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The Yankee and the Gullah

The Beach Bum - Friday, September 05, 2014
On November 7, 1861 the waters off Hilton Head Island became the sight of the largest naval battle ever fought in American waters. As the “War of Northern Aggression” began to escalate, Hilton Head was invaded by over 12,000 federal troops who, in less than five hours, captured Fort Walker and forced the populace of Hilton Head to evacuate the island. Eventually more than 40,000 union troops would be quartered on the island; making the number of full time inhabitants more than today’s.

Federal Troops continued to occupy the island until well after the wars end, overseeing the beginning of the “Reconstruction” and the founding of “Mitchellville”, which was not only the first community built by freed slaves, but also the sight of the first mandatory education system in the United States. Many of the ancestors of the original Mitchellville founders still call Hilton Head home today. Eventually becoming known as “Gullahs”, these freed slaves developed their own culture and language; mixing their African heritage and religion with new world customs, the English language and Christianity. Today the Gullah culture is a special part of low country society, with many groups, businesses and organizations devoted to preserving this special heritage.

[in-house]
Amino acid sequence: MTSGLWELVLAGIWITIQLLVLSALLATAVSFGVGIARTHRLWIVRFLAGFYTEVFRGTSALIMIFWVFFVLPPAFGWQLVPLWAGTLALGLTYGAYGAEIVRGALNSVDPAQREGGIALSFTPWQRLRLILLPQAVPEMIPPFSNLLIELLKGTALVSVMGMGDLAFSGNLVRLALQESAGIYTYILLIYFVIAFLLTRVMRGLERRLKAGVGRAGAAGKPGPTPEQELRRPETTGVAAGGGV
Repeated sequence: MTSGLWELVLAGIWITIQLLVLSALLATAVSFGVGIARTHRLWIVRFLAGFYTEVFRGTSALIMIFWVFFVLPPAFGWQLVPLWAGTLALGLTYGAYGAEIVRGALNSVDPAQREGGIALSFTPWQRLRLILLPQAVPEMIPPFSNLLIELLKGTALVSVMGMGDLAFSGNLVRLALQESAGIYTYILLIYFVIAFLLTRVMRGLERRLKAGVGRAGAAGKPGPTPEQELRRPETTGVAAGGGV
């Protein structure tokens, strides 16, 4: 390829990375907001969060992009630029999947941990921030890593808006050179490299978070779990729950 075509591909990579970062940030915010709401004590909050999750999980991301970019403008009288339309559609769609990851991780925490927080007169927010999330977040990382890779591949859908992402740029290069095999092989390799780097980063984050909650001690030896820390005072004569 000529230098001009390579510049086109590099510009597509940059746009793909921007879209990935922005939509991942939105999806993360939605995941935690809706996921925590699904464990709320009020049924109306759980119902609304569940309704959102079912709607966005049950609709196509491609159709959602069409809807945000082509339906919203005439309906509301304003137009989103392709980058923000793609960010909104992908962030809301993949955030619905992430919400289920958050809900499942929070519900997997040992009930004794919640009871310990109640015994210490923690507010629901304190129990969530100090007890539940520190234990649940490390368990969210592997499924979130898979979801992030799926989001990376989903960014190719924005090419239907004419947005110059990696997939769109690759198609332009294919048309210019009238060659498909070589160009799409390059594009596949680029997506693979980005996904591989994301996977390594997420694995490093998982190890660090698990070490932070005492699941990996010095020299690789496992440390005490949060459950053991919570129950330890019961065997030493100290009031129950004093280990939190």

At Shelter Cove, a specialty shop sells Gullah Art, handmade “sweet grass’ baskets, books and a plethora of other items related to the culture. During the summer, Coligny Plaza’s outdoor stage is the sight of a weekly performance; called “The Gullah Experience”, the show is entertaining and educational, teaching visitors about the Gullah people, with music, song, dance and story telling. The Gullah heritage tour escorts the curious to Mitchellville and other historic sites around the island, important to the Gullah people and their customs and history. A fleet of passenger ferries depart from practically almost every port on Hilton Head, to transport locals and visitors to nearby Daufuskie Island; where the Gullah dialect is still very much in use and visitors can tour cemeteries, the “First African Church”, and the “Gullah Heritage Museum”, learning first hand, from native tour guides and Daufuskie residents.

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